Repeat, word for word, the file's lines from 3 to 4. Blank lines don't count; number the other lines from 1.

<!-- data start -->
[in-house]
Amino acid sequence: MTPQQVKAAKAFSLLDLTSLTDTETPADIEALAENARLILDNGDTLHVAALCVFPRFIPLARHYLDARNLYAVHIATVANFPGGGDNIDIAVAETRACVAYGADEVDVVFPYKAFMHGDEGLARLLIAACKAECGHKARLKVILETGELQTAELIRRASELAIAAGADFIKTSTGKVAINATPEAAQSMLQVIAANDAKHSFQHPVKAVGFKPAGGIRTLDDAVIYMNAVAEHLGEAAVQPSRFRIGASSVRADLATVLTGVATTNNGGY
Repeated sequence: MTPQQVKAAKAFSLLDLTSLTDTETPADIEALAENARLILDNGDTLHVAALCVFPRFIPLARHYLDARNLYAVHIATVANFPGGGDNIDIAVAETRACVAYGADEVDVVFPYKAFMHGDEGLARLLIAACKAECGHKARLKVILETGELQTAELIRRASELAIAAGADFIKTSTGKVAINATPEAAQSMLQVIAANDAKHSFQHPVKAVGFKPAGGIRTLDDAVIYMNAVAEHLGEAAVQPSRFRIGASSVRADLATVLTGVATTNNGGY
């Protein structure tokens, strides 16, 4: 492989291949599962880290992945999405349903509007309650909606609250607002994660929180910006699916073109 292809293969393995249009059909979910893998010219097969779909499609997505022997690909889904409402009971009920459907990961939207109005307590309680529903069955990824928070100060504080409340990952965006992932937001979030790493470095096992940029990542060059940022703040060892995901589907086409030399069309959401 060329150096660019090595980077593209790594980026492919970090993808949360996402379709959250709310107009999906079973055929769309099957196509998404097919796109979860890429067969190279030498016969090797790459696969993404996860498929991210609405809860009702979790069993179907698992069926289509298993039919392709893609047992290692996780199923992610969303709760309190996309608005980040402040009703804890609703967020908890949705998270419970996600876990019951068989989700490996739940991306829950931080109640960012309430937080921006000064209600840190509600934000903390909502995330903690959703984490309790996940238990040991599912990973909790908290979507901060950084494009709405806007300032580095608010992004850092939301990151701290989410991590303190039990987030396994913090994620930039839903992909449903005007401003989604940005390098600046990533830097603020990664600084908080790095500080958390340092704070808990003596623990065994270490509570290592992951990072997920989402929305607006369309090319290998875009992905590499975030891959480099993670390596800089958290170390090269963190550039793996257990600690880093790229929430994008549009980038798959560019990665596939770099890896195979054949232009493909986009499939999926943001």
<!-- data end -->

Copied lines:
Repeated sequence: MTPQQVKAAKAFSLLDLTSLTDTETPADIEALAENARLILDNGDTLHVAALCVFPRFIPLARHYLDARNLYAVHIATVANFPGGGDNIDIAVAETRACVAYGADEVDVVFPYKAFMHGDEGLARLLIAACKAECGHKARLKVILETGELQTAELIRRASELAIAAGADFIKTSTGKVAINATPEAAQSMLQVIAANDAKHSFQHPVKAVGFKPAGGIRTLDDAVIYMNAVAEHLGEAAVQPSRFRIGASSVRADLATVLTGVATTNNGGY
């Protein structure tokens, strides 16, 4: 492989291949599962880290992945999405349903509007309650909606609250607002994660929180910006699916073109 292809293969393995249009059909979910893998010219097969779909499609997505022997690909889904409402009971009920459907990961939207109005307590309680529903069955990824928070100060504080409340990952965006992932937001979030790493470095096992940029990542060059940022703040060892995901589907086409030399069309959401 060329150096660019090595980077593209790594980026492919970090993808949360996402379709959250709310107009999906079973055929769309099957196509998404097919796109979860890429067969190279030498016969090797790459696969993404996860498929991210609405809860009702979790069993179907698992069926289509298993039919392709893609047992290692996780199923992610969303709760309190996309608005980040402040009703804890609703967020908890949705998270419970996600876990019951068989989700490996739940991306829950931080109640960012309430937080921006000064209600840190509600934000903390909502995330903690959703984490309790996940238990040991599912990973909790908290979507901060950084494009709405806007300032580095608010992004850092939301990151701290989410991590303190039990987030396994913090994620930039839903992909449903005007401003989604940005390098600046990533830097603020990664600084908080790095500080958390340092704070808990003596623990065994270490509570290592992951990072997920989402929305607006369309090319290998875009992905590499975030891959480099993670390596800089958290170390090269963190550039793996257990600690880093790229929430994008549009980038798959560019990665596939770099890896195979054949232009493909986009499939999926943001």